New genetic evidence strengthens the case that one well-known type of cholesterol is a likely suspect in causing heart disease, but also casts further doubt on the causal role played by another type. The findings may guide the search for improved treatments for heart disease.
Most of us have heard of "good cholesterol" and "bad cholesterol" coursing through our bloodstream. In the conventional health wisdom of the past 30 years, having more of the "good" variety (high-density lipoprotein, or HDL) lowers your risk of heart disease, while more of the bad one (low-density lipoprotein, LDL) increases your risk. Indeed, over the years, clinical trials and other studies have found that drugs that lower LDL also lower your probability of heart disease.
On the other hand, drug trials have not shown heart-health benefits to increasing HDL or to lowering triglycerides, a third type of blood lipid. Now a new study co-led by scientists at The Children's Hospital of Philadelphia and Penn Medicine sheds light on the role of genes and blood lipid levels in cardiovascular health. Newer tools for gene analysis show how variations in DNA are underlying actors affecting heart disease—a major worldwide cause of death and disability.
"Now we are able to pinpoint gene signals that actually cause some of these conditions," says geneticist Brendan J. Keating, D. Phil., of The Center for Applied Genomics at The Children's Hospital of Philadelphia. "Unraveling how genetic variants that influence lipid traits are related to heart disease risk is a step toward designing treatments." Keating and his colleagues, working in large international collaborative groups, are wielding advanced gene-analysis tools to uncover important clues to heart disease.
Keating collaborated with clinical epidemiologist Michael V. Holmes, M.D., Ph.D., of the Perelman School of Medicine at the University of Pennsylvania, in a blood lipid study published online Jan. 27 in the European Heart Journal. Research co-authors were from six countries and various centers, including the University College London in the U.K.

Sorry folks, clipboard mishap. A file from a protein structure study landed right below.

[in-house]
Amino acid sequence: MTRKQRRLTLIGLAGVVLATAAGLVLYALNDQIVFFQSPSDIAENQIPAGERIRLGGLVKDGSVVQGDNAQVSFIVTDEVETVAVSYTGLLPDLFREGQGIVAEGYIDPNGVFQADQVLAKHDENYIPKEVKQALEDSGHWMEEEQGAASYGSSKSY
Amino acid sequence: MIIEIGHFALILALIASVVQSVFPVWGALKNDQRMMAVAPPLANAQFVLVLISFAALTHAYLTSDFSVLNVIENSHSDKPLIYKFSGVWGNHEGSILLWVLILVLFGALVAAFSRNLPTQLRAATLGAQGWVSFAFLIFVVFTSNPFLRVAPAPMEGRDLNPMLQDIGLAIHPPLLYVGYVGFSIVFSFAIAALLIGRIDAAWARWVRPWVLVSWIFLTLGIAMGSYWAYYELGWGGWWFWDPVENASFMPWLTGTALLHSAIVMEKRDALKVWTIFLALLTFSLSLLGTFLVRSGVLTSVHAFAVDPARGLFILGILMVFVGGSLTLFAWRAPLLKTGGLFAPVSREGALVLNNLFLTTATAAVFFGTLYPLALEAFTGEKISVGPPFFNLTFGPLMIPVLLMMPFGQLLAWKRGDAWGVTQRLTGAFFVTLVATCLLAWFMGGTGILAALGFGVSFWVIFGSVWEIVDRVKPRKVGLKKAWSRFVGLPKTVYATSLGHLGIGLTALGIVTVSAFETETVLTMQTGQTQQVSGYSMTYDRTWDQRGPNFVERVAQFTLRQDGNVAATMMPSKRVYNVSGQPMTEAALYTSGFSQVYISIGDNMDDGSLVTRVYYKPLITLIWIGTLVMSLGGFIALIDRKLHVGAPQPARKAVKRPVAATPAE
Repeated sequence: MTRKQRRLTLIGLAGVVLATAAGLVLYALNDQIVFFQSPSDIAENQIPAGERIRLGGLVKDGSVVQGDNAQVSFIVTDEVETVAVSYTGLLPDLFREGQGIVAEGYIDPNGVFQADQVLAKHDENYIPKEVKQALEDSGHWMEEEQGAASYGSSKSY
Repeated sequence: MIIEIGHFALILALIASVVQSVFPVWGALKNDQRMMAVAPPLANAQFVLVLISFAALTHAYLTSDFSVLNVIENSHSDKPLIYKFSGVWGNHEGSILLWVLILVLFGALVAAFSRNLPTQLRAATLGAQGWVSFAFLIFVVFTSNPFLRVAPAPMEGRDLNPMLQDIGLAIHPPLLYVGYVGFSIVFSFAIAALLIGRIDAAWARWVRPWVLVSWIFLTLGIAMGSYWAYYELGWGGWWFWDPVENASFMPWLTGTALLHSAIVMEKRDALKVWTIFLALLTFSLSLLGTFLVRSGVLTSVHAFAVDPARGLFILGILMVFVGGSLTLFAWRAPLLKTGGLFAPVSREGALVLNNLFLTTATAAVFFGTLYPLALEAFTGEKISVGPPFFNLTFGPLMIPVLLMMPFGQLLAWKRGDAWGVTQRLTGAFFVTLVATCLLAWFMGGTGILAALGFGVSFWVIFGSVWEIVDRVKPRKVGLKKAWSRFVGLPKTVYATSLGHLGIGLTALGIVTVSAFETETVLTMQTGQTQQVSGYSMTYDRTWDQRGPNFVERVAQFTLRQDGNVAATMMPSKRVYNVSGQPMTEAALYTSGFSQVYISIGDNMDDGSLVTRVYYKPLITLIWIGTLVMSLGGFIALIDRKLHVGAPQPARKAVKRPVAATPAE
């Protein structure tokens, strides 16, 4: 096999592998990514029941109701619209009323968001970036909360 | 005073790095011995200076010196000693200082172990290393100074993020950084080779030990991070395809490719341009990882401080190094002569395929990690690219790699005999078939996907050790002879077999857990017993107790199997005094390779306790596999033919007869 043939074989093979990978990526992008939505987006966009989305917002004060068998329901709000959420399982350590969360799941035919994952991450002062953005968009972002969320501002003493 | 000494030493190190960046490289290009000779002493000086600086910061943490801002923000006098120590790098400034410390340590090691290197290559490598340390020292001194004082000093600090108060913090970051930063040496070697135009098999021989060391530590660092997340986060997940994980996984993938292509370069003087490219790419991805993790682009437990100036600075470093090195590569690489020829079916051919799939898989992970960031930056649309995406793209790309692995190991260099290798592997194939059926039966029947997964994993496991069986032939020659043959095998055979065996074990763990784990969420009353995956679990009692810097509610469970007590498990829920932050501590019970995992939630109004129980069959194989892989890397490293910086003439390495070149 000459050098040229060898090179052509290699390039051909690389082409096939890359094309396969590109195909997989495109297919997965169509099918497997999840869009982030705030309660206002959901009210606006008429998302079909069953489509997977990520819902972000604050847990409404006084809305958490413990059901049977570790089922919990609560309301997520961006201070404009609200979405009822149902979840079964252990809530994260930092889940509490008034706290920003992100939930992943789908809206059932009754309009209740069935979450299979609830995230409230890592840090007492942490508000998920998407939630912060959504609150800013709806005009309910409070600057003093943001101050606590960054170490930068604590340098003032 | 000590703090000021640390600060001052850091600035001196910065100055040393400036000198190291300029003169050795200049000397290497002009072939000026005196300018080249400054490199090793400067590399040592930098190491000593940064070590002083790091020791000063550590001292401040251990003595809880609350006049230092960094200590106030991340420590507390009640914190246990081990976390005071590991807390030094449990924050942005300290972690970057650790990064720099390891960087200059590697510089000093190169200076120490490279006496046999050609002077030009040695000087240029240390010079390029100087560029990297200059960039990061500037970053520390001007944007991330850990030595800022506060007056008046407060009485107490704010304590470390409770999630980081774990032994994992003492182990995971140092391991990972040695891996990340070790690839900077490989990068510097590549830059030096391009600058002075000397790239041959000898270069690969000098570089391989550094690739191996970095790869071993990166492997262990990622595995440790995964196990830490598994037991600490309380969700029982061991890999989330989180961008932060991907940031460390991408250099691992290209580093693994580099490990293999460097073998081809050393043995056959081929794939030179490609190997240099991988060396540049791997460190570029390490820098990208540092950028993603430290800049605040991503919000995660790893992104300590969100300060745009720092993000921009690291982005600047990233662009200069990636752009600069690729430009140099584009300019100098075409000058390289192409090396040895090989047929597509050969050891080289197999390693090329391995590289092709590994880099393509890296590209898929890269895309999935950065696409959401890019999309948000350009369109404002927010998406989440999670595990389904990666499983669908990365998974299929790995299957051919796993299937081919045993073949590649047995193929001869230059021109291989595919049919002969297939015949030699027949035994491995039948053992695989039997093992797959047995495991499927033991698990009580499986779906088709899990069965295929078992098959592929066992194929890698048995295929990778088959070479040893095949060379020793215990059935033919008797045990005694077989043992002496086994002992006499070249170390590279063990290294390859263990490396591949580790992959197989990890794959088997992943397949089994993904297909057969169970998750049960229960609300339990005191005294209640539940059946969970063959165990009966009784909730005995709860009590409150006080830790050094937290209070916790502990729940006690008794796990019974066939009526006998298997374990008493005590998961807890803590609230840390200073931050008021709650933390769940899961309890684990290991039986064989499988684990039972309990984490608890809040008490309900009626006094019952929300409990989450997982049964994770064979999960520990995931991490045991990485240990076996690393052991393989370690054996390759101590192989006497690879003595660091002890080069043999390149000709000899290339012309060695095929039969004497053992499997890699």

The study team used a recently developed epidemiology tool called Mendelian randomization (MR). MR analyzes genetic variations using a method that identifies genes responsible for particular diseases, independent of confounding factors such as differences in behavior or environmental influences that often limit the conclusions of epidemiology research. This was one of the largest studies to date using MR, as well as the largest to use an allele-score method, described below.
The researchers analyzed DNA data from 17 studies including over 60,000 individuals, of whom more than 12,000 had experienced coronary heart disease, including heart attacks. Because previous studies had found signals from nearly 200 genes to be associated with blood lipid levels, the study team aggregated data into composite groups, called allele scores, for each of three blood lipids: LDL, HDL and triglycerides, then calculated their relationship to coronary heart disease.
As expected, the current study confirmed that higher levels of LDL, the "bad cholesterol," were more likely to cause heart disease. But there were new results: high levels of triglyceride also caused higher risk of heart disease. At the same time, there was little evidence that higher levels of HDL, the "good cholesterol," had a protective effect.
The novelty of their approach, say the authors, lies in their use of a gene score MR analysis using individual participant data. These results build on previous findings and help clarify in further detail the separate roles of triglycerides and HDL in risk for coronary heart disease.
Previous genetic studies, including by Keating and others, found associations among gene variations (single nucleotide polymorphisms, or SNPs) and heart disease, but did not indicate causality, as found in the current study. Holmes said, "These findings are important in understanding which blood lipids cause heart disease, and will enable clinicians to better target those lipids with drugs to reduce the risk of heart disease."
Both Keating and Holmes are faculty members of the Division of Transplantation in the Department of Surgery at Penn Medicine, although Holmes recently came to Philadelphia from University College London. Funding for this study came from multiple sources, including the National Institutes of Health (grants HL36310 and NHLBI33014), the UK Medical Research Council and the British Heart Foundation.
The Children's Hospital of Philadelphia